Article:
Home Interior Decorating Understanding Paint Color, Undertones, and Sheen

Understanding Paint Color, Undertones, and Sheen

by Debbie Correale
Paint Sample

Picking the right paint color can be challenging. As it can seem like a complicated topic, I will offer explanations and tips on choosing a paint color you will be happy with using in your home. First, an understanding of paint is required.

Understanding Color

There is the color you see, and then there is the hue or undertone of the paint. In the various color families, they will tend to a warm or cool color. To figure this out, compare the colors next to each other; you will notice the underlying tones. If you compare the color to a primary color (red, blue, yellow), this is another method to see the undertone of the paint color.

To view the undertone of a white or cream color, compare it to a piece of white printer paper. You will see if it looks warm with a red, orange, or yellow undertone or cool with a blue, green, or purple undertone. If you are looking at colors at a paint store, let’s say you are looking at a gray. Compare it to the other colors of gray paint chips, and you will see if the undertone goes to blue (a cool undertone) or pink (a warm undertone).

What is Light Reflective Value (LRV)?

Each paint color will have a Light Reflective Value (LRV) number. It “is used to identify how much light a color reflects or absorbs.” Why is that important? It will affect how you feel when you walk into a room; use that number to figure out how dark or bright the paint color will make the room look. You can find the LRV rating associated in the details or on the paint chip of each color.

The LRV ranges from 0 (dark colors) to 100 (lighter colors); the lighter the color, the higher the LRV number. Remember that the natural and artificial light sources in the room will significantly impact the look of the paint color.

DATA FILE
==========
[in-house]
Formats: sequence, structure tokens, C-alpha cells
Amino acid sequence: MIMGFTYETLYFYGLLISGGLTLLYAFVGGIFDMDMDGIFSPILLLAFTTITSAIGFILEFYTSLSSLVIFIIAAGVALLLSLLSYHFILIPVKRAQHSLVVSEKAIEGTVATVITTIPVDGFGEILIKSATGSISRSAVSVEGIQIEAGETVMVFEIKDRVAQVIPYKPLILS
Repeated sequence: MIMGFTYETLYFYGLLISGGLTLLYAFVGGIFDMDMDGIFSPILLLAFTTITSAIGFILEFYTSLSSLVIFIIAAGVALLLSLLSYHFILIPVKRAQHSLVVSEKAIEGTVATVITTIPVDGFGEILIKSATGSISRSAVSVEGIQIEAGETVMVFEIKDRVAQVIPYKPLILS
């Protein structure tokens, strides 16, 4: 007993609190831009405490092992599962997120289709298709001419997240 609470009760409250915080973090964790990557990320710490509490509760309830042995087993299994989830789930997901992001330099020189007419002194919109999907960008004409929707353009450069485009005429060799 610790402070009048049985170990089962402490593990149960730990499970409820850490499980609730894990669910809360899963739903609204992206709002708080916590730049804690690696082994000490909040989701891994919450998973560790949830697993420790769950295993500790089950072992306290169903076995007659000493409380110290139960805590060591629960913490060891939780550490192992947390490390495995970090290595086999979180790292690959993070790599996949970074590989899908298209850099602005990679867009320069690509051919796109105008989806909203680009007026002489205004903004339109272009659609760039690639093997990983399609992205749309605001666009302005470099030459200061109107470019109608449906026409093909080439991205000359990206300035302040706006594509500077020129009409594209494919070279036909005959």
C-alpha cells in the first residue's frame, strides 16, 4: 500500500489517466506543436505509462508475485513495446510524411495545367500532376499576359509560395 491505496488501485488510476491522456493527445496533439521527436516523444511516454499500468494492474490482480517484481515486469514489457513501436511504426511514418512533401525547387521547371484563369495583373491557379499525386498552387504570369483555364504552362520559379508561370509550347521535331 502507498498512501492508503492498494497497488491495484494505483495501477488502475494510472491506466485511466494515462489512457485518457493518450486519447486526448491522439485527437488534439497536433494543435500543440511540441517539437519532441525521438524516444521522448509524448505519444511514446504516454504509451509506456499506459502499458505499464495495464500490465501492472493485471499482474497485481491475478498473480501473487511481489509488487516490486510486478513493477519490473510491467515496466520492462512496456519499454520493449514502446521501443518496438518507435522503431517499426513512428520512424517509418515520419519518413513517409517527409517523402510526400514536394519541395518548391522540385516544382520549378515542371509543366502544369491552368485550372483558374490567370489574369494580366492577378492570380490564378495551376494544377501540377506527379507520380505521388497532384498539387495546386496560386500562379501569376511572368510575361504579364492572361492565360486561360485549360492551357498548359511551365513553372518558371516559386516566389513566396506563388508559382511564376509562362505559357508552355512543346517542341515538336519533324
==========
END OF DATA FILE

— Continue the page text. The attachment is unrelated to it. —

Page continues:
Understanding Paint Finish or Sheen

Each paint manufacturer may have different names for the following sheens:

  • Flat or Matte paint – is non-reflective and soaks up light; therefore, it’s great for hiding imperfections on the walls. It is not recommended in high-traffic areas.
  • Eggshell – is a combination, not flat and not glossy. You can use a low-luster sheen in high-traffic areas.
  • Satin – has a more reflective finish than eggshell, a velvety look, and more sheen than eggshell. 
  • Semi-gloss or high gloss finish – offers a highly reflective glossy look.

Generally, the higher the sheen, the more reflective finishes will show imperfections on the painting surface and resist dirt and mildew. Note: Each paint manufacturer may have a different scale for light reflection, and you will want to research before purchasing.

In my second article, I will focus on what to do next in your home painting project. If you want to speed up this process, call me at 610-955-8202 for a color consultation!

By Debbie Correale, Redesign Right, LLC. Stay connected on Facebook, Instagram, Pinterest, LinkedIn, and Houzz. Feature photo licensed from Shutterstock.

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